King of LoveWelcome once again to our weekly “Multiply” study.  After this week, we only have 4 weeks left until the conclusion of this study.  I’m am debating on what to follow next.  If any of you have any suggestions, I welcome them.  For now, we pick up again in Part V: Session 2: The Great Commission.  As always, follow along in your book or on the site: Multiply!

Jesus’s life, death and resurrection should affect every day of your life” (267).  It should, but does it?  “Jesus’s mission on earth was to see God’s power, love, and healing permeate every aspect of this broken world and our broken lives” (267). Every aspect.  And one day, He’ll come back and renew everything.  Until then, He left us with something.  He left us with a message and a mission.

The Mission of the Church

The disciples must have realized the importance of Jesus’s message and mission on earth as they began to accept Him as the Messiah of God.  Can you imagine what they must have felt when He died?  Imagine the shock, the devastation.  Disappointed doesn’t even cut it.  So imagine their joy and elation when He rose! Amazing!  Jesus’s mission to restore was back on the docket.  Now He can take the throne of Israel and rule the world forever.

Or so they thought… That’s not how the story goes, yet.  Instead, Jesus gave the disciples an all-important task, and then, He left!

“And Jesus came and said to them, ‘All authority in heaven and on earth has been given to me.  Go therefore and make disciples of all nations, baptizing them in the name of the Father and of the Son and of the Holy Spirit, teaching them to observe all that I have commanded you. And behold, I am with you always, to the end of the age’” (Matt. 28:18-20 ESV).

Of course each individual church in different places and times the mission will have different nuances, but it is all part of one mission.  It is the same mission that Jesus began while He was on the earth and it was the same mission He left the church when He returned to heaven.  We are to spread Christ’s rule on earth through making disciples.

Discussion Question #1: Read Luke 24 and Acts 1:1–11. As you read, place yourself in the scene and try to feel the significance of these events. How do the circumstances surrounding the Great Commission add significance to Jesus’s words?

The Authority of Jesus

The foundation of the “Great Commission” is found in the beginning line that Jesus gives to His disciples: “All authority in heaven and on earth has been given to me” (Matt. 28:18 ESV).  Our Ruler has absolute authority over all of creation, including me and you.  While this may be intimidating, it should give us confidence to carry out our mission, even in a world that seeks to stand against us.  And because of what we share with Christ, “we should want every person on earth to experience this great salvation” (270).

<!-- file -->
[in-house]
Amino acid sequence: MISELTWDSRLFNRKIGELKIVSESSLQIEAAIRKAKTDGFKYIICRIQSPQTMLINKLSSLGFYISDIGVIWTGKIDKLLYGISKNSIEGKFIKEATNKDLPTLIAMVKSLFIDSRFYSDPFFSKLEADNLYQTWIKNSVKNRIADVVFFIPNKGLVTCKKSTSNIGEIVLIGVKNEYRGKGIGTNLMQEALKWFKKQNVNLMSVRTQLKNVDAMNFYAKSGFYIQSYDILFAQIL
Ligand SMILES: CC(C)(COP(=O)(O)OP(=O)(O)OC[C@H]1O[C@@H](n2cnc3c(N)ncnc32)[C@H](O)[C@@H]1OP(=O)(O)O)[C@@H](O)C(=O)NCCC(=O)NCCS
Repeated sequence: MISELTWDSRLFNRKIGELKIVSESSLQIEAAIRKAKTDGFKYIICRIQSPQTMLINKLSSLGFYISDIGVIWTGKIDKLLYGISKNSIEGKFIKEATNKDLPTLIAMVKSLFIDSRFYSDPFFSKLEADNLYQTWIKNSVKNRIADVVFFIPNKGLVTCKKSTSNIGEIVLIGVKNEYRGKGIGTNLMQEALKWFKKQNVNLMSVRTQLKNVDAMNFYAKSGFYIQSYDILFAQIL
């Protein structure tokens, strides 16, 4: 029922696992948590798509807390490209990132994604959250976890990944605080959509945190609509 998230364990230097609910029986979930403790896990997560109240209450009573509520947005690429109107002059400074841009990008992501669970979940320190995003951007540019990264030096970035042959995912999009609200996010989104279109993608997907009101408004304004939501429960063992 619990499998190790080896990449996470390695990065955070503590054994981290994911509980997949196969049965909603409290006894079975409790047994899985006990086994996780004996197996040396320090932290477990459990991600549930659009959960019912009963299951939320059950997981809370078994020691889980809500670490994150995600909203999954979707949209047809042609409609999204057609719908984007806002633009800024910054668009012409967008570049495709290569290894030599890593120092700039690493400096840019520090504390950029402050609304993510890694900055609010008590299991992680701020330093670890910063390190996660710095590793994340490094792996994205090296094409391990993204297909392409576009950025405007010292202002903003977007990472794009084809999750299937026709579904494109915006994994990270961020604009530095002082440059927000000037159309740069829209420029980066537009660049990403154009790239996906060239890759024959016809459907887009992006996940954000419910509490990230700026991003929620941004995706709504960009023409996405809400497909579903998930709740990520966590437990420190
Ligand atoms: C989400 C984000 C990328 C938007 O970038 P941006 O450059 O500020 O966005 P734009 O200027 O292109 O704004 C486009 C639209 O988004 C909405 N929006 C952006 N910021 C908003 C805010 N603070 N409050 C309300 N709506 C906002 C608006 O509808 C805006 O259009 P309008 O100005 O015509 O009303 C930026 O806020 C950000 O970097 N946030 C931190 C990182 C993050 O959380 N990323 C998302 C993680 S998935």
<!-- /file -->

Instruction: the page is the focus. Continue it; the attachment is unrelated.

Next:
A Worldwide Mission

Even though Jesus was born Jewish, He was not just sent for the Jews.  His salvation is for all people, and because “all have sinned and fall short of the glory of God“, everyone needs that salvation (Rom. 2:23 ESV).  “And there is salvation in no one else, for there is no other name under heaven given among men by which we must be saved” (Acts 4:12 ESV).

Bringing the message of Christ to all the nations of the world may seem like a monumental task… because it is.  But thankfully, we aren’t alone in our task.  “Making disciples is ultimately God’s work, and He will accomplish it in His power” (271).  God is going to reach the entire world, and He’s going to do it through us.

Discussion Question #2: We can get so caught up in our own personal relationships with God that we forget to think about the global implications of the Great Commission. Why is it important to see the mission of the church as a global calling?

The Call to Make Disciples

So we have come full circle to where we began in Part One.  It’s all about disciple making. Hopefully, now, however, you have a better understanding of God’s plan for redemption and where we fit into that plan.  As a recap, we said that a disciple is simply a follower of Jesus.  So the process of disciple-making is really just telling others about Christ and inviting them to follow Him too. “Discipleship is a lifelong process where we are continuously made more and more like Jesus” (272).

According to the Great Commission, in making disciples, we are to “[baptize] them in the name of the Father and of the Son and of the Holy Spirit” and then “[teach] them to observe all that [He has commanded us]” (Matt. 28:19-20).  The first step for anyone who chooses to follow Christ is to follow Him into His burial and then be raised again to new life.  Baptism is the way we symbolism this, the new Christian is buried in the water and then raised again to their new life in the body of Christ.  This step is commanded by Jesus and it is how we identify ourselves with Jesus.  Who wouldn’t want to be identified with Christ?

Once we make disciples, our teaching doesn’t stop there.  Training is on-going.  “Salvation is not like receiving a train ticket to heaven, where the ticket gets us aboard, but after that we can put it in our pocket and forget about it. Rather, it is like a marriage, where we enter into a relationship with Jesus Christ and become a part of His family, the church” (272).